Wednesday, 17 September 2014

How to Be Charley Weaver

As a pre-teen watching “Hollywood Squares,” I knew all the regulars except one. Paul Lynde guest starred on sitcoms. Rose Marie was on the “Dick Van Dyke Show.” Wally Cox was the voice of Underdog. And Charley Weaver was...well, who was Charley Weaver?

11-year-old me had no idea that Charley Weaver wasn’t even Charley Weaver. He was always in character and never introduced by his real name that I recall. It was years later I found that Charley Weaver was the last in a long line of old men characters invented by Cliff Arquette which included Ben Willet on “Point Sublime” and Captain Billy on “Glamour Manor” on radio. Charley parked himself on Jack Paar’s late-night couch about 1959 and started raking in fame and cash.

Charley, er, Cliff, was profiled in a column syndicated by the National Enterprise Association on August 13, 1959. Interestingly, Arquette talked of retiring in three years, ie. 1962. Of course, that never happened, as “Hollywood Squares” came along in 1966 and Arquette appeared on the show until his health prohibited it (he died in 1974).

Charley Weaver Builds An Empire

New York (NEA)—In his time, Cliff Arquette has had his ups and downs. But the way things are going, it looks like all ups from here on. He’s in the happy position of having turned down offers to do eight Broadway plays, a handful of movies, some TV situation comedies, a flock of special MC jobs and any number of supermarket openings. He’s said no to everything, for the simple reason that he doesn’t need the work.
“I’ve had some lean years and some good years,” he said. “I had it made a few times, then blew it, mostly on bad investments, But I’ve got a good business manager now. And he keeps telling me, ‘For God’s sake, don’t take any more work, you’ll ruin us.’”
It wasn’t always thus. Arquette, in his pre-Charley Weaver days, started out as a cartoonist. When he was 16 or 17, he “kept bugging” NEA Service, in Cleveland, for a job until the artists themselves hired him to run out for coffee. After a few months of that, they let him do a cartoon panel.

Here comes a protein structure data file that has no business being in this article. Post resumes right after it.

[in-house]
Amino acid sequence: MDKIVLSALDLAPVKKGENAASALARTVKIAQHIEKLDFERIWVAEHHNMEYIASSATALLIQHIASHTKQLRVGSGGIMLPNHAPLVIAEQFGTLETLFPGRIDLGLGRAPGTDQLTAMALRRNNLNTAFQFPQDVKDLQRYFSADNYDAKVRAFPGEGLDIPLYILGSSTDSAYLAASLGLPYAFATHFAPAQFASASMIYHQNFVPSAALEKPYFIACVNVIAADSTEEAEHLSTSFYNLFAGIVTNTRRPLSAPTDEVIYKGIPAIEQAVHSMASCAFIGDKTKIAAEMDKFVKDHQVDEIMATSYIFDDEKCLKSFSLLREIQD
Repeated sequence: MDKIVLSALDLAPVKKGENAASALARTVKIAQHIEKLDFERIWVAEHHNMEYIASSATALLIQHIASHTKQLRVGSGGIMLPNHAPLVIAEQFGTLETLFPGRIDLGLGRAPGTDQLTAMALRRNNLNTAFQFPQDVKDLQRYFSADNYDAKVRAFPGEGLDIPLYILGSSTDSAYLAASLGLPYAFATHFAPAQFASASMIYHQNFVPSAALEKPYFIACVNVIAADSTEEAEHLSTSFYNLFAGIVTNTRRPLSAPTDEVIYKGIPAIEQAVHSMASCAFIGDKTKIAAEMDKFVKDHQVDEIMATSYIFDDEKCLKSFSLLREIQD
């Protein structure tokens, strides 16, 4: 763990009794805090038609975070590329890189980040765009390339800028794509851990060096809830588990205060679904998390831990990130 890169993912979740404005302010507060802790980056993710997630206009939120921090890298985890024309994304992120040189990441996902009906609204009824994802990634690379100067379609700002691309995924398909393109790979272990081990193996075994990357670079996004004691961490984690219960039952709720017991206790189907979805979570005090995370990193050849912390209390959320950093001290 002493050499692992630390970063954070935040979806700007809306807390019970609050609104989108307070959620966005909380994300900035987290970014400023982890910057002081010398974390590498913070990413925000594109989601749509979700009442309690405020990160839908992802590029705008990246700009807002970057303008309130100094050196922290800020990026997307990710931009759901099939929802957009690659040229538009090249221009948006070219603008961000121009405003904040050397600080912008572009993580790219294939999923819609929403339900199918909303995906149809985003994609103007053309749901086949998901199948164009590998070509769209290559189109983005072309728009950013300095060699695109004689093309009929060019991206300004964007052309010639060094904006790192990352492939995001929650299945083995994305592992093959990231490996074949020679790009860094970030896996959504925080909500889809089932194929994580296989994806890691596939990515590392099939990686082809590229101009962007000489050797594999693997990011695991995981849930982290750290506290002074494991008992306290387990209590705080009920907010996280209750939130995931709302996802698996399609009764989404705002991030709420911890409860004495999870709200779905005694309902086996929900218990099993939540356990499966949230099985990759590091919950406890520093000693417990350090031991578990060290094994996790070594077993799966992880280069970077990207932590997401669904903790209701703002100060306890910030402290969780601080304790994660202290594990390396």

“I got an office,” he says, “which was a broom closet with the brooms still in it. And I did a panel of dot drawings—the kind the kids connect and draw an animal. I wanted to sign it but they wouldn't let me, so I got mad.”
With his cartooning days behind him, he went into show business. Even in those early days, he specialized in acting old men. “I like old men,” he says. “And I was too shy to be myself. At parties, nobody paid attention to me as myself, so I started telling jokes as an old man. It worked. Pretty soon, I was thrown out of the parties.”
Through the years, he’s been on hundreds of radio shows, mostly as an old man. So, when TV started raising its coaxial head, he was ready. “I decided I needed a character I could grow into,” he says. “So I began working up this old man. I’d spend hours at the Old Men’s Home in Sautelle, Calif. In those days, there were Spanish-American veterans there, and I’d sit around and talk to those cats.
And he discovered the things that make Charley Weaver so well liked, without ever offending anybody. He noticed that most old men never study how they put on their ties—“they just tie it and where it is, that’s where it stays”—or their hats—“as long as it keeps the sun off their heads, it’s O.K.”